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Slugging It Out at Saigon’s Baseball Cage

For much of my adult life, in the months from February to October, my mood was dictated by the results of New York Mets games. 

Over time, and realizing that I'd pledged allegiance to a team that would be marred by the legacy of the Bernie Madoff scandal, to compound its general disfunction, I just learned to love the game. When we visited District 7's Baseball Cage in early March, I was having an existential crisis. In the United States, MLB (Major League Baseball) team owners had locked out players months earlier in a protracted and nasty labor dispute, unable to come to an agreement on a new contract.

So while the players union was fighting for cost of living increases as rapacious owners were pulling in record profits while simultaneously crying poor (this saga came to a temporary end on March 10), Saigoneer decided to enjoy a drama-free afternoon casually sipping beers and taking cuts at low-speed “baseballs.”

While baseball is slowly becoming more popular in Vietnam, it is intense, requiring equipment, large open fields, dedication and skill — things that none of us have. Instead, we were breaking baseball down into its simplest, most basic form — hitting a round ball with a round bat. To my knowledge, this is the first batting cage in Vietnam, and therefore warrants something of an introduction.

Batting cages were invented sometime in the 19th century, not long after the game of baseball itself was created. The sport has roots in older bat-and-ball games played in Europe, versions of which were brought to the United States by immigrants. By the 1830s, early forms of baseball were being played across North America, with the first officially recorded game taking place in Ontario, Canada on June 4, 1838.

America's first baseball game occurred on June 19, 1846 in Hoboken, New Jersey. The sport caught on quickly, and in just a decade, New York-area newspapers were calling it the "national pastime," a title that now stands in serious doubt given the wild popularity of football and basketball in the US.

Baseball also spread widely over the decades, with professional leagues and avid fan bases across North America, parts of Central and South America, the Caribbean and East Asian nations like Japan, South Korea and Taiwan. 

But back to the batting cage, which started to take its modern form in Southern California in the 1970s. The concept is simple: a machine launches a ball at a set speed, and the batter waits in a space surrounded by netting to keep balls from being blasted all over the place.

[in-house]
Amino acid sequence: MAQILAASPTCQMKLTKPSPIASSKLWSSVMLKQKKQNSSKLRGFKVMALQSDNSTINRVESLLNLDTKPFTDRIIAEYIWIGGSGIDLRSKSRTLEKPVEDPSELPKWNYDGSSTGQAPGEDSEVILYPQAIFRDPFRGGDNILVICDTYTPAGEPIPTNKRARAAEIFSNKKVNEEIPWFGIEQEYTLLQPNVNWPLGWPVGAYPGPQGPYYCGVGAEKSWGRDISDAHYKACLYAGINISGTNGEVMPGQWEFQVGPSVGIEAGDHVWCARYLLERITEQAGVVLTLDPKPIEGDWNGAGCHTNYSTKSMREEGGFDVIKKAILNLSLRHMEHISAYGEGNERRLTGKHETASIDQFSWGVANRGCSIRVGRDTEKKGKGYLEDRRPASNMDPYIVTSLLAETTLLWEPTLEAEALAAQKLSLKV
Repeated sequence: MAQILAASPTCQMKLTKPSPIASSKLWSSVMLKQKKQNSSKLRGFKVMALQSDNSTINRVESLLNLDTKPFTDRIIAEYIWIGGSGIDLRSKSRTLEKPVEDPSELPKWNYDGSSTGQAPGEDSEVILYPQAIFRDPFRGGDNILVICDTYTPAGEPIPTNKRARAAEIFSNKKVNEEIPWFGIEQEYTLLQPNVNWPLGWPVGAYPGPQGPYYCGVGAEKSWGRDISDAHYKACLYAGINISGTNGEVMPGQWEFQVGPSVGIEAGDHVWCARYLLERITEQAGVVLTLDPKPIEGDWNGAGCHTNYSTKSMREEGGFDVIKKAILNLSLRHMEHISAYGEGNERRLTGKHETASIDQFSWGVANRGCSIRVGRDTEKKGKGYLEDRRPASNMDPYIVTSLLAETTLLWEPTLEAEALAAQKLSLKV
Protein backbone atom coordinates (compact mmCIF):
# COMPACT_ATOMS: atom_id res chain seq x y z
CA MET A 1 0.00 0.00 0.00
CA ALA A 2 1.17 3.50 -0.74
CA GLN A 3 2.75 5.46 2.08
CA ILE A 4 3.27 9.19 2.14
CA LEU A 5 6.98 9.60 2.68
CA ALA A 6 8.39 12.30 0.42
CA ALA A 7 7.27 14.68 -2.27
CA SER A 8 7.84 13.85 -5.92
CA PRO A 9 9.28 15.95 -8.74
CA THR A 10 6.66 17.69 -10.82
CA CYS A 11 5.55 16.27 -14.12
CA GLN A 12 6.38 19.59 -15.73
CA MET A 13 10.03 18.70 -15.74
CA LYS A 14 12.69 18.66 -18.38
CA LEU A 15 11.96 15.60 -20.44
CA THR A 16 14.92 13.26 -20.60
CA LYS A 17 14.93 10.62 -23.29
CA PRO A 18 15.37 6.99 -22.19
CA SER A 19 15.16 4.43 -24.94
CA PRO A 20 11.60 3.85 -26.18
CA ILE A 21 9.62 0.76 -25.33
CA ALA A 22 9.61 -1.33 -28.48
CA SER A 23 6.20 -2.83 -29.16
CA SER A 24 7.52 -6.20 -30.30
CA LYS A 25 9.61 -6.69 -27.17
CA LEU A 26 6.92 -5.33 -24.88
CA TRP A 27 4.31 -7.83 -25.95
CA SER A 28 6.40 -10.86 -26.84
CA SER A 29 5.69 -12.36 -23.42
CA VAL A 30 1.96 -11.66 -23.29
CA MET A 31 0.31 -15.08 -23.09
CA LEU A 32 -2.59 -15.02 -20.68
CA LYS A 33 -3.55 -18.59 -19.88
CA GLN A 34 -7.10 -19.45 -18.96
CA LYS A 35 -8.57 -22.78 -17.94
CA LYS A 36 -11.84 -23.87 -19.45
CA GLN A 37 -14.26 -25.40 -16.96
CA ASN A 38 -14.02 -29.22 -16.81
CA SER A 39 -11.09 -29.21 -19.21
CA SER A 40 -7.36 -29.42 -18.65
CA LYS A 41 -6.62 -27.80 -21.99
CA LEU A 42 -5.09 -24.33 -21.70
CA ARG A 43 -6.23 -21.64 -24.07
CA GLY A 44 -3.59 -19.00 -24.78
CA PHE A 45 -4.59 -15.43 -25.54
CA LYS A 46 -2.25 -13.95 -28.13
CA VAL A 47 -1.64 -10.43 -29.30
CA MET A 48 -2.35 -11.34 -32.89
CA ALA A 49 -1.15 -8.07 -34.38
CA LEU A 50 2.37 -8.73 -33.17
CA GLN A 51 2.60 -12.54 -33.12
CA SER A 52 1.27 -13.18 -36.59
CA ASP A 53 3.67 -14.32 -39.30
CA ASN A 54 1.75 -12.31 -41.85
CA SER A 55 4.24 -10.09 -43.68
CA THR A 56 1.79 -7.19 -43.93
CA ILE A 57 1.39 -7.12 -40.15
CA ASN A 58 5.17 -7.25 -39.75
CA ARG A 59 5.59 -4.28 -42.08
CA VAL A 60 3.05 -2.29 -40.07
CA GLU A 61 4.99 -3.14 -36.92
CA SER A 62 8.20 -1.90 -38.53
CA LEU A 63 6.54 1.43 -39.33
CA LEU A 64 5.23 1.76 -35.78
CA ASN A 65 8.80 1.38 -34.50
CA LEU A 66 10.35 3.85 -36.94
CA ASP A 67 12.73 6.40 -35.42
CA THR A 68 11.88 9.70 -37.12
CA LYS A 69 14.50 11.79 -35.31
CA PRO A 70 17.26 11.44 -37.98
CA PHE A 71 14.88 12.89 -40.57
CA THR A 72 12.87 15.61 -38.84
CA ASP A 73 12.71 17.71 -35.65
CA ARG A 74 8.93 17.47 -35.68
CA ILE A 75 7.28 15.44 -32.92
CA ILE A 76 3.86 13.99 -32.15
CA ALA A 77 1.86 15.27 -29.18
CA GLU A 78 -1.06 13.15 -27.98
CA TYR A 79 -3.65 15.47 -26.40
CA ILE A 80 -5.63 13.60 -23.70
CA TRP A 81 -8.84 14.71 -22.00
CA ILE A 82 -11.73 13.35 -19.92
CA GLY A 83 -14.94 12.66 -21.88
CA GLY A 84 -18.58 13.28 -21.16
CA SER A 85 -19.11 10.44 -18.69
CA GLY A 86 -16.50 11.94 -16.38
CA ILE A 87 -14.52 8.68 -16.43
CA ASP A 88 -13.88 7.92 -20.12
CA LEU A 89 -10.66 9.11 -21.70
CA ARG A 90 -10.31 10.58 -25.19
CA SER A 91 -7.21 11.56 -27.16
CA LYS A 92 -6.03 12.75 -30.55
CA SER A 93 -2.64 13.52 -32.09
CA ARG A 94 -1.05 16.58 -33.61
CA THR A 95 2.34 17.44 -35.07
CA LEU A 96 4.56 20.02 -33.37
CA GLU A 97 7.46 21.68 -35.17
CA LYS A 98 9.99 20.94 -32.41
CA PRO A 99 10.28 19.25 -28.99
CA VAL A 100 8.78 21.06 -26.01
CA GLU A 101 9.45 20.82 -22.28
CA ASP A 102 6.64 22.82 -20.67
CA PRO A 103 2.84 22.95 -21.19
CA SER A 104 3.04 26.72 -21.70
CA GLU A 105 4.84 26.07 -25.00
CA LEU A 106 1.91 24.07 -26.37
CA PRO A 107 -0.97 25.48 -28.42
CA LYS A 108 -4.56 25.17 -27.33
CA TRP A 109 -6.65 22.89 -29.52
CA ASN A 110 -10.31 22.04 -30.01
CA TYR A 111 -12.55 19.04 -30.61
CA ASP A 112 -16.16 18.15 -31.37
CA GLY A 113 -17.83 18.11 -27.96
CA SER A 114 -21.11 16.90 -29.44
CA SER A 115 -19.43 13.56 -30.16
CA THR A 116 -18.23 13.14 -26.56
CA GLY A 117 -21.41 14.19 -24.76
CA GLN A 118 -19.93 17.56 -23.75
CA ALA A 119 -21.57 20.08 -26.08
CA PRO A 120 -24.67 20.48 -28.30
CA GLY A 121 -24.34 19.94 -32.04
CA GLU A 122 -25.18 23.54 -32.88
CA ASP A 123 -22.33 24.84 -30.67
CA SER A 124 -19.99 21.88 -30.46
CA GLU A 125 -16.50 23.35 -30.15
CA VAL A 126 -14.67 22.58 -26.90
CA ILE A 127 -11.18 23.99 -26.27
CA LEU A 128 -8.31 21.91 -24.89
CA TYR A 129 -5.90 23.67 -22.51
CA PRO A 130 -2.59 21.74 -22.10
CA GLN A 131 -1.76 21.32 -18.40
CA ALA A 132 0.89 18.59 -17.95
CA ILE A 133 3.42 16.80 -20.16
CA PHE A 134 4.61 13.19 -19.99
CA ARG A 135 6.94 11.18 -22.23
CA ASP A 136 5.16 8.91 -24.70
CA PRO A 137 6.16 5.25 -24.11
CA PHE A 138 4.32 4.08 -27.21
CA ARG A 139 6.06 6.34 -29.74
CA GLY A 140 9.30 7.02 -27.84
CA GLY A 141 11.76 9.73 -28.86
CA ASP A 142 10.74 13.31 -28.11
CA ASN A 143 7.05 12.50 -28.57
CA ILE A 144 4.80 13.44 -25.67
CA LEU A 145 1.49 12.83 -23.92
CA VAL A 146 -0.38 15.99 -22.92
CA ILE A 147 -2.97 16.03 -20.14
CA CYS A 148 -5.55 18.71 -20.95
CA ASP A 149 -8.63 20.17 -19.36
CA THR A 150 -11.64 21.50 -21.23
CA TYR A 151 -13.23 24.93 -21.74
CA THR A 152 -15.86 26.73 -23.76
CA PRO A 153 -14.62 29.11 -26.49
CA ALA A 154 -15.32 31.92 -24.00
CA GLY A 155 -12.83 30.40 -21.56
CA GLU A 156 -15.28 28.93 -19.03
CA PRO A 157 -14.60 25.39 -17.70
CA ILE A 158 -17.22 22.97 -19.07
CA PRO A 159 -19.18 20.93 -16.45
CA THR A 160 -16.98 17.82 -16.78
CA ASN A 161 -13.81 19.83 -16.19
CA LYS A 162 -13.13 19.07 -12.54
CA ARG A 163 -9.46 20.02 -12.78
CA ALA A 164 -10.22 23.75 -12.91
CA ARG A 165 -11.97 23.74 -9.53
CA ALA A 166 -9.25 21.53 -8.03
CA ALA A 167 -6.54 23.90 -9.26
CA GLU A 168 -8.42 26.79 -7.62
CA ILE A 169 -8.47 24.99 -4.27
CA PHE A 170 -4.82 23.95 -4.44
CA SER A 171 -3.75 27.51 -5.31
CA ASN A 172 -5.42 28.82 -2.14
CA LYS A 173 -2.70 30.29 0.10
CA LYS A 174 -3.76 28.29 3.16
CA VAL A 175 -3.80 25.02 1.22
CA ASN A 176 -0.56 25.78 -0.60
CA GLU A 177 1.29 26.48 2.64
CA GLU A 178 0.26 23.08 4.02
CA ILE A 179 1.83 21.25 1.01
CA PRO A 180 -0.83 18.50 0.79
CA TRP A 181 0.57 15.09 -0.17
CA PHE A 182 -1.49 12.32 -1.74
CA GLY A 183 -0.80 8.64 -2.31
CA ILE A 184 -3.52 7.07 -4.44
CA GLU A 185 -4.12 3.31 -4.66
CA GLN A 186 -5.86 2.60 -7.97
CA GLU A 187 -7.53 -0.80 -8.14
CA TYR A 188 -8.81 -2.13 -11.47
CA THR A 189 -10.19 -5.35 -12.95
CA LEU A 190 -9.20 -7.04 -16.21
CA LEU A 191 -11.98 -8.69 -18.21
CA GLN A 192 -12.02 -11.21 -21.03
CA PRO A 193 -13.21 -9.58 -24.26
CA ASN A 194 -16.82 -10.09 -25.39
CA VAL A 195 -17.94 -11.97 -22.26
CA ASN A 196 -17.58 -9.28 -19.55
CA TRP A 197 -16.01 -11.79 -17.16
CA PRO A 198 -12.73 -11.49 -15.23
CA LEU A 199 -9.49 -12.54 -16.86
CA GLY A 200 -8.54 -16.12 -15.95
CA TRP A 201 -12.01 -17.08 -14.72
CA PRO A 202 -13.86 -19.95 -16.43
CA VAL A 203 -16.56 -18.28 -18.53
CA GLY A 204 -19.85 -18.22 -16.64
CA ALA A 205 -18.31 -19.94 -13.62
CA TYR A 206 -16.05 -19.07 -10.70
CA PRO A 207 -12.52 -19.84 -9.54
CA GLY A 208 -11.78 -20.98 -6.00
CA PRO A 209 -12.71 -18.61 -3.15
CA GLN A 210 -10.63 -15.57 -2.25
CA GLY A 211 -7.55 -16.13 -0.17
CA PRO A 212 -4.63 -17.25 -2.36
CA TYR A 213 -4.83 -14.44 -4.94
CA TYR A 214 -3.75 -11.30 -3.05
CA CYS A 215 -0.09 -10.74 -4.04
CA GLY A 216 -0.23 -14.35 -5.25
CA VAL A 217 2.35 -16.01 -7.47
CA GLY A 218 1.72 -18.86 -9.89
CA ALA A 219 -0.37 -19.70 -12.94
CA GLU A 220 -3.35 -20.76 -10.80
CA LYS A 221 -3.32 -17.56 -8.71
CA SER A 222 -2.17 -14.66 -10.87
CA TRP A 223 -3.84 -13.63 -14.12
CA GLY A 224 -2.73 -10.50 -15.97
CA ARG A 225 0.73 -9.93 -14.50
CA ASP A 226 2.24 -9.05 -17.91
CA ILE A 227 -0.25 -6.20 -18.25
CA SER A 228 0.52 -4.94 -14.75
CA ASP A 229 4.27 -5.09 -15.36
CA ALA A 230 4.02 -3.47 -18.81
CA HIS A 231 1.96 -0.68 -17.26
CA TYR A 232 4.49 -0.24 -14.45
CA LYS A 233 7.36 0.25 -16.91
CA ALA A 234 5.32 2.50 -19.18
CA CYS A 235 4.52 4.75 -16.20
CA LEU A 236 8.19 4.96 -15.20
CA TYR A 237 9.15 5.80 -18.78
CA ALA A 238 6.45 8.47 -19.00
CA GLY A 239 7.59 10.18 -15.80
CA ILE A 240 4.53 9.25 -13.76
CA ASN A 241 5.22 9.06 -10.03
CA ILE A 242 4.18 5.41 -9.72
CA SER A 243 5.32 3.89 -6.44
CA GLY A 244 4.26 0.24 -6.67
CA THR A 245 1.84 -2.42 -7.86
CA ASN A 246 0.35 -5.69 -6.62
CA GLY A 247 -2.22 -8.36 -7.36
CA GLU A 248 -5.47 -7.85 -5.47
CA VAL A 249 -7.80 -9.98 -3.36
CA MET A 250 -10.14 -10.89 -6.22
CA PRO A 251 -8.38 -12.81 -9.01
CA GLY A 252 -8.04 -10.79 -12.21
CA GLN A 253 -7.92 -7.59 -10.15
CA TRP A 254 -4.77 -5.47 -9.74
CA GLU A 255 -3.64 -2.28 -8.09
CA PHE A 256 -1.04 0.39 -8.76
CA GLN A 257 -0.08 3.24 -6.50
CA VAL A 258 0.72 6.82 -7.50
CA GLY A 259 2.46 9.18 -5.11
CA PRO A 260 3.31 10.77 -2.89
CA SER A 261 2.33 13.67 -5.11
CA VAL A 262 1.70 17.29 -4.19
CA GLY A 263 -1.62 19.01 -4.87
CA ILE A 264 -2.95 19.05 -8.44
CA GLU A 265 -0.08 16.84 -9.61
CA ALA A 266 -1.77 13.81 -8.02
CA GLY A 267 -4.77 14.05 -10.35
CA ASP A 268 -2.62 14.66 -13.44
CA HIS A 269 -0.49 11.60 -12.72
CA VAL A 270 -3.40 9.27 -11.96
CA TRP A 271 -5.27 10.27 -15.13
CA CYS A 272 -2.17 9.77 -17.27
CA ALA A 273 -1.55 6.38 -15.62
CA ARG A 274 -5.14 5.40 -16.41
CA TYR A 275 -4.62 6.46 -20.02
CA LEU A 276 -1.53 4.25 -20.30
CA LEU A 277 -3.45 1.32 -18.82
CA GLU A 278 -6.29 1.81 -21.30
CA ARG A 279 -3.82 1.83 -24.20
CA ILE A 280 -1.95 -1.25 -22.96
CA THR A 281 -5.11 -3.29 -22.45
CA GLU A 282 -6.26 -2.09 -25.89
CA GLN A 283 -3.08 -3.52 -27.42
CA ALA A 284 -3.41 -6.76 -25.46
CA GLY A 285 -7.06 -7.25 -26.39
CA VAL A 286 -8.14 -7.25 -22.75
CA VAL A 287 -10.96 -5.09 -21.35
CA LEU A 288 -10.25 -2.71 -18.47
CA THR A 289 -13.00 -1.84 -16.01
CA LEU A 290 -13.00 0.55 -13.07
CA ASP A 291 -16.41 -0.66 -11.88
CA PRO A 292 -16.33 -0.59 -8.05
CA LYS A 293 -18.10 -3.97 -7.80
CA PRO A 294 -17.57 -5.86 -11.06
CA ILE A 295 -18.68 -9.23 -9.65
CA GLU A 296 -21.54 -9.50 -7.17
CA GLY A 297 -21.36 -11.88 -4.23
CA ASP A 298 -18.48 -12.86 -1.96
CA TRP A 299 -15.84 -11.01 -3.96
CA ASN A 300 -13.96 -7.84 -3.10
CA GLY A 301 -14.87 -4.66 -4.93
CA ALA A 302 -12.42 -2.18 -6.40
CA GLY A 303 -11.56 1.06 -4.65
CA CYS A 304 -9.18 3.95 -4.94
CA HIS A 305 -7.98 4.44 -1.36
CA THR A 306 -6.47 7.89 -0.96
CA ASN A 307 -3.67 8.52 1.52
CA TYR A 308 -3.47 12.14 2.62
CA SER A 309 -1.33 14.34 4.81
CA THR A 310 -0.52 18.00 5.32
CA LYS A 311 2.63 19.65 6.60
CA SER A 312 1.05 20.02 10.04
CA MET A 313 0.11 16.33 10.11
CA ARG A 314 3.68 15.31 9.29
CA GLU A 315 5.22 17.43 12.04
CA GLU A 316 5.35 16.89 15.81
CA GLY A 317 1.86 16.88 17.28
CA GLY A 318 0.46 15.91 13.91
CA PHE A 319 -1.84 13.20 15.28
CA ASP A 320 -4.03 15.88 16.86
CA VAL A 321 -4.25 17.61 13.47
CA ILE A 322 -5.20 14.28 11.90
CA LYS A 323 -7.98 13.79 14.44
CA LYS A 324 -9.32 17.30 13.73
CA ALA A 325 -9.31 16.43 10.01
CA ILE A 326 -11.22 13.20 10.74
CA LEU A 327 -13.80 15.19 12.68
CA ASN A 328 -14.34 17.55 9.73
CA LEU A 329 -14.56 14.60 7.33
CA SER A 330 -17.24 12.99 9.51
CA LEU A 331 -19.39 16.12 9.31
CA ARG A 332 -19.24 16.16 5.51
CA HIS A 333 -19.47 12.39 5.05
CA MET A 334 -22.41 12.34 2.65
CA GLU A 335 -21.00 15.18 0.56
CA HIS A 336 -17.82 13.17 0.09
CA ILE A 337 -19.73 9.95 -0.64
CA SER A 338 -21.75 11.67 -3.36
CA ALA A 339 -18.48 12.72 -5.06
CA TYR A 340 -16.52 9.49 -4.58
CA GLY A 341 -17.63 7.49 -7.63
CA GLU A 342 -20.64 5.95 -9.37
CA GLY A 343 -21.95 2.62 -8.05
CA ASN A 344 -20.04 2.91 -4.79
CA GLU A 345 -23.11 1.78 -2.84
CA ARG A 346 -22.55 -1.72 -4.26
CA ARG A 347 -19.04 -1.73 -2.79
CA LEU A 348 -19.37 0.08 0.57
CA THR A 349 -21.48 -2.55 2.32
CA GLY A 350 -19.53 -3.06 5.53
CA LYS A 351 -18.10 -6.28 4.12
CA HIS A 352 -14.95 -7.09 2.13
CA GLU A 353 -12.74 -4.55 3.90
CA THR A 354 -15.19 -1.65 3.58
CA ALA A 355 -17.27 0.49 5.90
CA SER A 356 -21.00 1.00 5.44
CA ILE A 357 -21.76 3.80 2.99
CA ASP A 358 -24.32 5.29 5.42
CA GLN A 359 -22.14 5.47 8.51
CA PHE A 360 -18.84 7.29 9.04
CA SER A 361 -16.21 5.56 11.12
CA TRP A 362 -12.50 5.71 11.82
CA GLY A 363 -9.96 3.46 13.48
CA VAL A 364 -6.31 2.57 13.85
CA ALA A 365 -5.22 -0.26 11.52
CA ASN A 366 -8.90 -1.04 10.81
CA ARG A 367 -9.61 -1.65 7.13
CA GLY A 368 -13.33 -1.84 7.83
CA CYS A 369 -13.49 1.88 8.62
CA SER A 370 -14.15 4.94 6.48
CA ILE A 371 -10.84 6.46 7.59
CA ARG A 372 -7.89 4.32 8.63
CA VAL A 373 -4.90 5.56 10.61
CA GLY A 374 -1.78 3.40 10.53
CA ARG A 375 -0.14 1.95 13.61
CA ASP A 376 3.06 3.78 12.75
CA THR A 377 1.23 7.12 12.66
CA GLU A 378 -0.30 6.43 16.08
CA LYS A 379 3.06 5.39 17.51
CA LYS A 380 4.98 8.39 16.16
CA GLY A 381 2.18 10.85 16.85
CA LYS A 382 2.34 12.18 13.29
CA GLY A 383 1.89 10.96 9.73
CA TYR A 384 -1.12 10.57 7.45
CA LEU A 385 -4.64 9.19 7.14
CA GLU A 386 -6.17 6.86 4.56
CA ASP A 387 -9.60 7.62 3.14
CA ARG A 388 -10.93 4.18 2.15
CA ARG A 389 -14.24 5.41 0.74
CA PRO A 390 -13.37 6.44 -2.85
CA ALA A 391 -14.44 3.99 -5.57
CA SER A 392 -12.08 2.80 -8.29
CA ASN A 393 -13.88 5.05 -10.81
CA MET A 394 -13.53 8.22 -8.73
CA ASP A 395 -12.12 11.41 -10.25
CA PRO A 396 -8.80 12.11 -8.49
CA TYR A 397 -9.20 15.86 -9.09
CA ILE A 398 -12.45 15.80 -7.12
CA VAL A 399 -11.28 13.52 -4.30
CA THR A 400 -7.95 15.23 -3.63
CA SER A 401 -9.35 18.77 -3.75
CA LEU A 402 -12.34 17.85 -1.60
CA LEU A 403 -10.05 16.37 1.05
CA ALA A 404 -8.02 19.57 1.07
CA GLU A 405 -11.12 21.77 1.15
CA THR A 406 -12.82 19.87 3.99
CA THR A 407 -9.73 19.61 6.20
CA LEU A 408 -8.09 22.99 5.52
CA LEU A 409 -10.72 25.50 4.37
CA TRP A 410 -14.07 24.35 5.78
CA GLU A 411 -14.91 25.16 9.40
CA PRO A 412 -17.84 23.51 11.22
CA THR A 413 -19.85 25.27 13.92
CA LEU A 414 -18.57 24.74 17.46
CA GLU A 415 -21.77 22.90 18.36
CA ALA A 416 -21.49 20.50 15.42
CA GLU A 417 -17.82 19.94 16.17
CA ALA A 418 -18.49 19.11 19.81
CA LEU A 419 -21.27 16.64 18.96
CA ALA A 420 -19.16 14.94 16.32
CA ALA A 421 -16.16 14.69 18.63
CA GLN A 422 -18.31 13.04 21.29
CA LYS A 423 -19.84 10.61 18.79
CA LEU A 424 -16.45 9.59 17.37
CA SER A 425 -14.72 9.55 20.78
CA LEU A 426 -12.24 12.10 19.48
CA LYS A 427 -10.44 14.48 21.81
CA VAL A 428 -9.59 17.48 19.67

And unlike early batting cages, these set-ups are automatic: balls return to the machines thanks to a sloped floor, meaning the entire process is done without needing any humans out there. 

But, it turns out that even at this primordial level, baseball is no walk in the park. Mercifully, the Baseball Cage offers four different ball speeds (and softer rubber balls than conventional baseballs), with the fastest clocking in at a modest 100 km/h, far slower than the 150 km/h-plus speeds hitters typically face in the majors. However, we, like the others casually whiling away our Saturday, were not hitters.

Some fared better than others at making hard contact — or in the case of this writer, any consistent contact whatsoever — but the crowd of mostly young folks seemed to enjoy America’s pastime despite probably never having watched a single pitch before.

The beer hall setup and aesthetic that features plenty of baseball regalia leans into the baseball vibes with framed images, South Korean jerseys and bats hung on the walls, and a big-screen TV replaying old World Series games. The environment provides plenty of respite between sessions that last only three minutes, enough for 30-or-so pitches. The pitching machines take tokens which one can buy from a waitress for various prices from VND17,000 to 38,000 per round depending on weekday/weekend and quantity bought.

Beers were affordable and varied, with many of the local and some international craft/imported beers available in bottles, with the old standby Sapporo pouring on draught.

While these batting cages offer a very watered-down version of the sport, you will likely face some muscle soreness for a few days, so I guess technically we can count this as some form of exercise. All in all, this was more of a trip to a baseball-themed beer hall than some of the batting cages I've been to in the States, but it's probably a better fit for a city where few have ever put bat to ball.  

Baseball Cage is located at 479 Lê Văn Lương, District 7.

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